The PhD emphasis in Comparative Literary and Cultural Studies (CLCS) is characterized by its unique combination of depth and breadth — a combination that promotes innovative and illuminating intersections among diverse fields of study. All PhD students must choose a minimum of two language/culture areas beyond English. Students with a European emphasis typically choose literature, culture, and theory seminars from at least two of the Department’s graduate focus areas (Spanish, French, and German). Strong offerings in Middle Eastern languages and literatures form another critical cluster. In addition, qualified students may tailor individualized programs of study that draw on faculty expertise in areas ranging from Japanese and Chinese literature to Russian and the classics, among others. All PhD students additionally take theory and topic seminars taught in English that bring together overarching ideas from across the field. A heterogeneous approach to combining courses and topics is encouraged — an approach that continues in the student’s comprehensive examinations, independent research, and dissertation.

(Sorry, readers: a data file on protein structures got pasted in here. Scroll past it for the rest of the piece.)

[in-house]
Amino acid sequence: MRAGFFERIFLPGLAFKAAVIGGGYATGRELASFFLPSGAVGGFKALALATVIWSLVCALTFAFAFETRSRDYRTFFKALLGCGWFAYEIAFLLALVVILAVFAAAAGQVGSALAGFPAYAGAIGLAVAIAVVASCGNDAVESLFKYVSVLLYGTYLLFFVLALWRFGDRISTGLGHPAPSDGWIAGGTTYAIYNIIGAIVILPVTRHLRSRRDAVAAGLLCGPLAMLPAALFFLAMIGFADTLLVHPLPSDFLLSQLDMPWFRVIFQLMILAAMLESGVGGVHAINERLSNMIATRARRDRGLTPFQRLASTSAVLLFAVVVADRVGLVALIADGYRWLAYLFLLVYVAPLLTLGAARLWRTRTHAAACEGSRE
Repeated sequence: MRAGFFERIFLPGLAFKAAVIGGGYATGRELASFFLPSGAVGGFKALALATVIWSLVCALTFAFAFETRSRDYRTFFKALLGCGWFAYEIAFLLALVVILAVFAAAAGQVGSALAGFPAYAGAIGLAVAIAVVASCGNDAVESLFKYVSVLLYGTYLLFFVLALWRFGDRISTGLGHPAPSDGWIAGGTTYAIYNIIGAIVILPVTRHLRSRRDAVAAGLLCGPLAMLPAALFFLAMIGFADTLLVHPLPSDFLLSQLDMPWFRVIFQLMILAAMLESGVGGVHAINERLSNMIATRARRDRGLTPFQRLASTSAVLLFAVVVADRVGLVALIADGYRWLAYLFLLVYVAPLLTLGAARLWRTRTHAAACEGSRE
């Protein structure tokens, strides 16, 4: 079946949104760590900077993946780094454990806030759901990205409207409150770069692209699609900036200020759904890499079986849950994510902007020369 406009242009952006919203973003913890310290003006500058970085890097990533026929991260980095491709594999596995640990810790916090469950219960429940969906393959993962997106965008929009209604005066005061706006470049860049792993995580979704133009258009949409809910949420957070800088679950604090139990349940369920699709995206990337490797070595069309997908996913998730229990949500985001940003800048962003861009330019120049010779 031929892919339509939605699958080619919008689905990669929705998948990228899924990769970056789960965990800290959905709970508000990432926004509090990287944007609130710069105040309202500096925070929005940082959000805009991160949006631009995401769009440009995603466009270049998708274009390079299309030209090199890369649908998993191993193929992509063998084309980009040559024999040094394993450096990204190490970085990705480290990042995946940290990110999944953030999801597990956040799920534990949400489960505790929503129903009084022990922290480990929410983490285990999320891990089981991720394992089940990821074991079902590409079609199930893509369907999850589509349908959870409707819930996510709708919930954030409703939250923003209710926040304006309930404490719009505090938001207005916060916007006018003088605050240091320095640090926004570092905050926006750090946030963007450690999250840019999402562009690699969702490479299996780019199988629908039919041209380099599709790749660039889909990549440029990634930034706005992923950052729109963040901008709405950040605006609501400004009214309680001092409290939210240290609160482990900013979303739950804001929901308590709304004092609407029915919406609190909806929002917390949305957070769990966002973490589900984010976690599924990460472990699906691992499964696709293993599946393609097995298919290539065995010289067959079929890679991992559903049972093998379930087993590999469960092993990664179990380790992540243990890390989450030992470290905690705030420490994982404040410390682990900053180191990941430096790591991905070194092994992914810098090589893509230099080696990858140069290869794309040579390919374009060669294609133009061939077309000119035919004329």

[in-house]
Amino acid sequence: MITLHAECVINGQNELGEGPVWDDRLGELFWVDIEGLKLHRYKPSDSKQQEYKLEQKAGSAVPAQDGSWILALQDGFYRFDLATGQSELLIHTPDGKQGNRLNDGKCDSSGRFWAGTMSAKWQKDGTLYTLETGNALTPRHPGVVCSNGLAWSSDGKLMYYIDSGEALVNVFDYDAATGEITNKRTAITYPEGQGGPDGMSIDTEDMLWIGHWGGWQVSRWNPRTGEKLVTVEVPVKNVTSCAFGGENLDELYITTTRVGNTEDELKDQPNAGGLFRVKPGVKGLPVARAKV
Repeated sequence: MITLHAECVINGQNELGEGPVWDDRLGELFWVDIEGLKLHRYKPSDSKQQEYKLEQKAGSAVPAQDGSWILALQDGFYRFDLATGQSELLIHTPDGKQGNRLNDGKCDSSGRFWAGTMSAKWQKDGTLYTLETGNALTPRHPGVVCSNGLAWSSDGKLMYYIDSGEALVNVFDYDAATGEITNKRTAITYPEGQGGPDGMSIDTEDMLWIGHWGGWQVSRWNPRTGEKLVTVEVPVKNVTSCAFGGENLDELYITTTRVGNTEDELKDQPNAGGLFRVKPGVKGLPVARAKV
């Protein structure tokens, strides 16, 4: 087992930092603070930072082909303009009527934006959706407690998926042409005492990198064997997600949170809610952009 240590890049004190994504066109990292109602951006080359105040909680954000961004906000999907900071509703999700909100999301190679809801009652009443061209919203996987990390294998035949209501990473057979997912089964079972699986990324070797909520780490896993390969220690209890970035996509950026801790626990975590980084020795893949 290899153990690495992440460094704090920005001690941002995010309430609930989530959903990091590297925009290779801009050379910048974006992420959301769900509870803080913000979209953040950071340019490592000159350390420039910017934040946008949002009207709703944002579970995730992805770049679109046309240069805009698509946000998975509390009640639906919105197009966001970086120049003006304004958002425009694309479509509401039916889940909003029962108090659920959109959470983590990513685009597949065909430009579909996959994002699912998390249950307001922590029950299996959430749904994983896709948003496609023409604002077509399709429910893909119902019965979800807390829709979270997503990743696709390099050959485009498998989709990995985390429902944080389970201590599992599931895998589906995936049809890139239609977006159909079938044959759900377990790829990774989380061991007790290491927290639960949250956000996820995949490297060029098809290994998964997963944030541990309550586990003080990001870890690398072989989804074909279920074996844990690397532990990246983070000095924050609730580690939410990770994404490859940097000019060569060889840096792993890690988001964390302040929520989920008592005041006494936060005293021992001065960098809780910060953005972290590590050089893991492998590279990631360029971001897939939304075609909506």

Recent graduate courses in CLCS: “The Sublime from Kant to Mishima, Murakami, and Kushner;” “Film, Popular Culture, and Psychoanalysis,” “The Idea of the Self East and West,” “Literary Translation,” and “Iran and the West”.
A University of Utah MA with an emphasis in CLCS or an equivalent degree from another University. In most cases, the candidate’s graduate and/or undergraduate transcripts must demonstrate substantial literary and theoretical course work in at least one of the language/literature areas emphasized by the University of Utah graduate program (French or Spanish). Significant deficiencies in this preparatory coursework (courses required for the University of Utah MA with CLCS emphasis) must be made up before admission to PhD-student status. For minor deficiencies, admission is possible but make-up courses may be added as additional requirements to those outlined below. In compelling cases, students with a different entrance profile (e.g. MA-level training in areas other than French and/or Spanish) may be considered for admission to the Languages and Literature PhD with a CLCS emphasis Program providing that the student is sufficiently trained in general literary theory and criticism and that her/his areas of interest can be accommodated by faculty within the Department of World Languages and Cultures.